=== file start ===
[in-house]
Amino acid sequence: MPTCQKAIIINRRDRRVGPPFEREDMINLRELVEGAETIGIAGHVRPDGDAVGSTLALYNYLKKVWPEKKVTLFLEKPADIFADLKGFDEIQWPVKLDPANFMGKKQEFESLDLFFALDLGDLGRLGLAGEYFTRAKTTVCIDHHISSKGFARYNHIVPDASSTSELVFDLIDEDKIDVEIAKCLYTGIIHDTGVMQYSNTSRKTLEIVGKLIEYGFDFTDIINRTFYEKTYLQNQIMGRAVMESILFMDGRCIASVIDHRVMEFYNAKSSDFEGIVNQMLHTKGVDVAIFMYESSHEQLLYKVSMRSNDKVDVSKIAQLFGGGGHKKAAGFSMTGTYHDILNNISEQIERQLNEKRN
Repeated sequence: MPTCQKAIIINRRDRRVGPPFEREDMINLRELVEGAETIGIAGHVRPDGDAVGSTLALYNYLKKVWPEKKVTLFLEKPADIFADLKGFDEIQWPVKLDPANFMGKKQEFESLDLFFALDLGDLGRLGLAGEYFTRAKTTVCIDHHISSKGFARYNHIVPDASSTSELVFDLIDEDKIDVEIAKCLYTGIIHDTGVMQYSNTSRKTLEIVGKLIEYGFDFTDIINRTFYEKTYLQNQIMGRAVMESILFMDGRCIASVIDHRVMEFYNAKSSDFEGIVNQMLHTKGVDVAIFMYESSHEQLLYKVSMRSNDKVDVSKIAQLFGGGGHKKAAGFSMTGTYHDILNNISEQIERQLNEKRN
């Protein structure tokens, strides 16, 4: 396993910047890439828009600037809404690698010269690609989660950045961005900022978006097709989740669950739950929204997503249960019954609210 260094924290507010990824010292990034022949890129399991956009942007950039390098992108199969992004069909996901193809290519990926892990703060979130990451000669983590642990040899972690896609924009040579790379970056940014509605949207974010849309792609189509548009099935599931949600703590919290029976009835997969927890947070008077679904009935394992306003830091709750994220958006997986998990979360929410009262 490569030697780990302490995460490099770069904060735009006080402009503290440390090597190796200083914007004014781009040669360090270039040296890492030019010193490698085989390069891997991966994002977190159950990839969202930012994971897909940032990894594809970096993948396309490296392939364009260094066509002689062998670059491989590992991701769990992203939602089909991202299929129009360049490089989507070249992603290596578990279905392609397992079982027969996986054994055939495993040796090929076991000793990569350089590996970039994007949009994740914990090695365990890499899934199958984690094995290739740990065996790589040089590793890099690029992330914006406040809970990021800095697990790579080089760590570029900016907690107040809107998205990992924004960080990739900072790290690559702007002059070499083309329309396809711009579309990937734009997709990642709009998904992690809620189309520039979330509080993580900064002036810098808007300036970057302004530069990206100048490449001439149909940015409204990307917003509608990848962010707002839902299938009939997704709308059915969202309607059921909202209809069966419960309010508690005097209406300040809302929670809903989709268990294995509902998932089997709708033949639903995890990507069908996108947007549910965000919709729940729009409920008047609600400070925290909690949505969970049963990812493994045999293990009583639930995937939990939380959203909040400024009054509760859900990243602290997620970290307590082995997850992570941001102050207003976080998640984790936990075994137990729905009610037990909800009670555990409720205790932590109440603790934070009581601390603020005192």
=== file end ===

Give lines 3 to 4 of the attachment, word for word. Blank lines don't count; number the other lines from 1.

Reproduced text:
Repeated sequence: MPTCQKAIIINRRDRRVGPPFEREDMINLRELVEGAETIGIAGHVRPDGDAVGSTLALYNYLKKVWPEKKVTLFLEKPADIFADLKGFDEIQWPVKLDPANFMGKKQEFESLDLFFALDLGDLGRLGLAGEYFTRAKTTVCIDHHISSKGFARYNHIVPDASSTSELVFDLIDEDKIDVEIAKCLYTGIIHDTGVMQYSNTSRKTLEIVGKLIEYGFDFTDIINRTFYEKTYLQNQIMGRAVMESILFMDGRCIASVIDHRVMEFYNAKSSDFEGIVNQMLHTKGVDVAIFMYESSHEQLLYKVSMRSNDKVDVSKIAQLFGGGGHKKAAGFSMTGTYHDILNNISEQIERQLNEKRN
């Protein structure tokens, strides 16, 4: 396993910047890439828009600037809404690698010269690609989660950045961005900022978006097709989740669950739950929204997503249960019954609210 260094924290507010990824010292990034022949890129399991956009942007950039390098992108199969992004069909996901193809290519990926892990703060979130990451000669983590642990040899972690896609924009040579790379970056940014509605949207974010849309792609189509548009099935599931949600703590919290029976009835997969927890947070008077679904009935394992306003830091709750994220958006997986998990979360929410009262 490569030697780990302490995460490099770069904060735009006080402009503290440390090597190796200083914007004014781009040669360090270039040296890492030019010193490698085989390069891997991966994002977190159950990839969202930012994971897909940032990894594809970096993948396309490296392939364009260094066509002689062998670059491989590992991701769990992203939602089909991202299929129009360049490089989507070249992603290596578990279905392609397992079982027969996986054994055939495993040796090929076991000793990569350089590996970039994007949009994740914990090695365990890499899934199958984690094995290739740990065996790589040089590793890099690029992330914006406040809970990021800095697990790579080089760590570029900016907690107040809107998205990992924004960080990739900072790290690559702007002059070499083309329309396809711009579309990937734009997709990642709009998904992690809620189309520039979330509080993580900064002036810098808007300036970057302004530069990206100048490449001439149909940015409204990307917003509608990848962010707002839902299938009939997704709308059915969202309607059921909202209809069966419960309010508690005097209406300040809302929670809903989709268990294995509902998932089997709708033949639903995890990507069908996108947007549910965000919709729940729009409920008047609600400070925290909690949505969970049963990812493994045999293990009583639930995937939990939380959203909040400024009054509760859900990243602290997620970290307590082995997850992570941001102050207003976080998640984790936990075994137990729905009610037990909800009670555990409720205790932590109440603790934070009581601390603020005192």